Updated 20 October 2018
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Israeli forces wound 77 Palestinians at protest near Gaza Strip border

  • Palestinians have been protesting along the border since March 30, demanding an end to Israel’s blockade of the territory and the right to return to lands that Palestinians fled or were driven from upon Israel’s founding in 1948

GAZA: Israeli soldiers shot and wounded 77 Palestinians during protests near the Gaza Strip border on Friday, the enclave’s Health Ministry said.
An Israeli military spokeswoman said about 10,000 demonstrators massed at the border and that some threw burning tires, grenades and explosive devices at the troops across the fence. About 30 Palestinians suffered tear gas inhalation, the Gaza Health Ministry said.
But the protest was relatively small — some of the previous gatherings included about 30,000 people, a sign that tensions that have built up in the past few days may be easing.
On Thursday, Israel had ramped up armored forces along the Gaza border, a day after a rocket fired from the enclave destroyed a home in southern Israel. Israeli Prime Minister Benjamin Netanyahu, vowed “very strong action” if attacks continued. A Palestinian official said Egyptian security officials had held separate meetings in the past few days with Israeli counterparts and with leaders of the Palestinian Hamas group that rules Gaza in an effort to prevent an escalation in violence.
Palestinians have been protesting along the border since March 30, demanding an end to Israel’s blockade of the territory and the right to return to lands that Palestinians fled or were driven from upon Israel’s founding in 1948. About 200 Gazans have been killed by Israeli troops since the protests started, according to Palestinian Health Ministry figures. Pale stinians have launched incendiary balloons and kites into Israel and on occasion breached the Israeli frontier fence. More than 2 million Palestinians are packed into the narrow coastal enclave. Israel pulled troops and settlers from Gaza in 2005 but maintains tight control of its land and sea borders.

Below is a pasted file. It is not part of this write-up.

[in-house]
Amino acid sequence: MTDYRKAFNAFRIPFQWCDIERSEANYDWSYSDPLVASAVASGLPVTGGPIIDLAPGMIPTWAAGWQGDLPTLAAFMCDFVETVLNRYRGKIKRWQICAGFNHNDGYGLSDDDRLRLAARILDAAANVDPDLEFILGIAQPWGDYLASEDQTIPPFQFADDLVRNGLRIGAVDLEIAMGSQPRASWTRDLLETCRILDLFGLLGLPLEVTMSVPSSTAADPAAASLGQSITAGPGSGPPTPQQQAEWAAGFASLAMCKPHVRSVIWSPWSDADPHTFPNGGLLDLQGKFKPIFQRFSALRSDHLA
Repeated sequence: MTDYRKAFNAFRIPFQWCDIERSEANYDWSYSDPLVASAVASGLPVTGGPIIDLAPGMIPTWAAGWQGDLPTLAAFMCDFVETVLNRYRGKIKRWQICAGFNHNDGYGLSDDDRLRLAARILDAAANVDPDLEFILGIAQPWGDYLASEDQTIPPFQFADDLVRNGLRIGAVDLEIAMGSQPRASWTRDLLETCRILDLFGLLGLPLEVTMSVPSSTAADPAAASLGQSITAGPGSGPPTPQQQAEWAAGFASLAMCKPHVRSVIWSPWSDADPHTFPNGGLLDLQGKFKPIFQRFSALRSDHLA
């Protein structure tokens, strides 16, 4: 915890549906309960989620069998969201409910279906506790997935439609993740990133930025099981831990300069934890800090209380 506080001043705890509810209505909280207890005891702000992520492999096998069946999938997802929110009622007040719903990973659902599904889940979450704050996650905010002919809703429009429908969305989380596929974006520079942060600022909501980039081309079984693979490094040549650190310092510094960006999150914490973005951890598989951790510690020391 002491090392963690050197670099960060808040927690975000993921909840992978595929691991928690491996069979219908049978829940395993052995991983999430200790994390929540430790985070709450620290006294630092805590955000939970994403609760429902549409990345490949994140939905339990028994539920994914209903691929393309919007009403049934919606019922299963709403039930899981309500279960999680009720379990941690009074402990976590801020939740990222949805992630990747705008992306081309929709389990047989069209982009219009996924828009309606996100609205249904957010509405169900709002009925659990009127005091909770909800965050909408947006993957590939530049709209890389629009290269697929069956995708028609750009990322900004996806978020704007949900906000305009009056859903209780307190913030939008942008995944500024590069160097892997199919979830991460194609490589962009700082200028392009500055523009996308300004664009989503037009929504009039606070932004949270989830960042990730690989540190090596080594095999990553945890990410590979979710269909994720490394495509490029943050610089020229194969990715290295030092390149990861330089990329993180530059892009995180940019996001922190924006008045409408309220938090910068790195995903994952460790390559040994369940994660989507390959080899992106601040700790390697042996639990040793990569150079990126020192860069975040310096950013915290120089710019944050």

Egypt also restricts movement in and out of Gaza on its border. Nickolay Mladenov, the UN’s Mideast peace envoy, earlier urged Israel and the Palestinians to exercise restraint ahead of the protests. Mosque loudspeakers in the Palestinian enclave urged Gazans to attend Friday’s demonstrations, despite statements by Gaza’s leaders that Hamas seeks to rein in the protests. “In light of today’s planned Gaza march, I urge all to exercise restraint, to proceed in a peaceful manner, and to avoid escalation,” Nickolay Mladenov said in a statement. “The UN is working with Egypt and its partners to avoid violence, address all humanitarian issues and support reconciliation.”
Egyptian intelligence officials met with Hamas and Israeli officials on Thursday in efforts to broker a cease-fire and ease months of deadly border protests. Egypt and the UN have attempted to negotiate a truce between Israel and Hamas for weeks in a bid to ease tensions in the beleaguered Gaza Strip.
Hamas has organized weekly protests since March that seek, in part, to secure an easing of the Egyptian-Israeli blockade of the Palestinian enclave imposed after the Islamic militant group seized control of Gaza from the Palestinian Authority in 2007 in an armed coup.
At least 156 Palestinians have been killed by Israeli fire at the protests, and an Israeli solider was killed by a Palestinian sniper.
The protests have intensified in recent weeks as Egyptian and UN cease-fire negotiations have faltered, and cross-border violence earlier this week has brought tensions to a simmer.
On Wednesday, a rocket fired from the Gaza Strip destroyed a house in the Israeli city of Beersheba in the worst bout of violence in recent weeks. Israel retaliated with airstrikes and has beefed up its military forces along the border. Israeli Prime Minister Benjamin Netanyahu’s Security Cabinet resolved to retaliate more severely to cross-border attacks, but has thus far refrained from further action, suggesting it was giving the Egyptians a chance to restore calm.